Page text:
A brand new telescope will be the first to hunt for colliding black holes and neutron stars in a bid to find sources of gravitational waves.
Gravitational waves, the ripples in spacetime caused by the most energetic collisions known to the universe, were first detected in 2015 by the Laser Interferometer Gravitational-Wave Observatory (LIGO). So far, tracking the sources of these waves has been difficult.
Scientists liken the gravitational wave detections to sensing the vibrations of a road's surface when a truck has passed, but not being able to actually see the truck. It's almost impossible to know where to look with optical telescopes to search for the sources of these vibrations in the vast universe. The new telescope, called the Gravitational-wave Optical Transient Observer (GOTO), aims to change that.
"There are fleets of telescopes all over the world available to look towards the skies when gravitational waves are detected in order to find out more about the source," Professor Danny Steeghs, a head of the astronomy department at the University of Warwick in the U.K. and GOTO’s Principle Investigator, said in a statement (opens in new tab). "But as the gravitational wave detectors are not able to pinpoint where the ripples come from, these telescopes do not know where to look."
Related: How a future gravitational wave detector in space will reveal more about the universe
Working closely with LIGO and other gravitational wave observatories such as the European Gravitational Wave Observatory, GOTO will scan the whole sky from locations in the Northern and Southern Hemisphere every few days.
Using sophisticated algorithms, the telescope's computer will analyze the images to look for sudden and intense brightenings in certain parts of the electromagnetic spectrum. Such brightenings might be triggered by collisions of the most massive objects in the universe, black holes and neutron stars. Neutron stars are remnants of supernova explosions, in which giant stars die. The explosions leave behind extremely dense remnants that may be only a few miles wide but pack more mass than the entire sun.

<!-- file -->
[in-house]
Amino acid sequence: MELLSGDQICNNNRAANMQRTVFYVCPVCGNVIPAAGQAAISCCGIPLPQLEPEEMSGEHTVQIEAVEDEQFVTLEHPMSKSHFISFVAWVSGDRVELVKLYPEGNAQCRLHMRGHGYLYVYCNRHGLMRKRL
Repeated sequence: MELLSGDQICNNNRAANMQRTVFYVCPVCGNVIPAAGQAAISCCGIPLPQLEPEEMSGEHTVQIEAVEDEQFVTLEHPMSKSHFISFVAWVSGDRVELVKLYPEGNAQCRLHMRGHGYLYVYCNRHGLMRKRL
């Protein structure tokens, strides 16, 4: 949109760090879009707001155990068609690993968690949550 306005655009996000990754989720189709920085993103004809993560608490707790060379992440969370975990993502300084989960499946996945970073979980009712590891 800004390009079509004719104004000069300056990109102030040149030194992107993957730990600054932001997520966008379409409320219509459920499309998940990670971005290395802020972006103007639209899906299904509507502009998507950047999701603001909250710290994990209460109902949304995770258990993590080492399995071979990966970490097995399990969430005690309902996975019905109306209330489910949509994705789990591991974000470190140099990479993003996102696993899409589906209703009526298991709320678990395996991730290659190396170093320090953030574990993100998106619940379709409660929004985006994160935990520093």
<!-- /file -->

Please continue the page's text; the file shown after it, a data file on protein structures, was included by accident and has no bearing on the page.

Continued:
While extremely energetic, the explosions produced by the collisions of these cosmic behemoths are also extremely fleeting, which makes the searching process in the aftermath of the gravitational wave detection challenging.
By pairing the gravitational ripple detection with promptly processed images from GOTO, astronomers would know where to point other, more powerful telescopes to study the cataclysmic events in greater detail.
"[GOTO] was always envisaged to be ... arrays of wide-field optical telescopes in at least two sites so that these could patrol and search the optical sky regularly and rapidly," Steeghs said.
"This will allow GOTO to provide that much-needed link, to give the targets for bigger telescopes to point towards."
GOTO was developed by a team of researchers at Australian and British universities. The first array, located at an observatory in La Palma in the Canary Islands off the coast of northern Africa, has recently been tested. The robotic observatory consists of 16 separate 16-inch (40 centimeter) telescopes clustered in two arrays, which between them share 800 million pixels of resolution, the researchers said in the statement. An identical array will soon be deployed at Australia's Siding Spring Observatory near Sydney.
The telescope should be ready for LIGO's next observing run, which is set to commence next year. Since the early gravitational wave detections in 2015, LIGO engineers have improved the instrument's sensitivity and it is now expected to detect gravitational waves from neutron star mergers as distant as 522 million to 620 million light-years from Earth. Larger and more violent events, such as the collisions and mergers of black holes, should be visible to LIGO at even greater distances.
If astronomers can locate the sources of these gravitational wave signals, they could characterize the sources, measure their distances and study their evolution, the researchers said.
"The hope is to catch the event quickly, then follow it as it fades, and also to trigger an alert to other, bigger telescopes so they can all collect more information and we can build a really detailed picture of these astronomical phenomena," Steeghs said. "It is a really dynamic and exciting time. In astronomy we are used to studying events which are millions of years old and aren’t going anywhere – this is a fast-paced, very different way of working where every minute counts."
Follow Tereza Pultarova on Twitter @TerezaPultarova. Follow us on Twitter @Spacedotcom and on Facebook.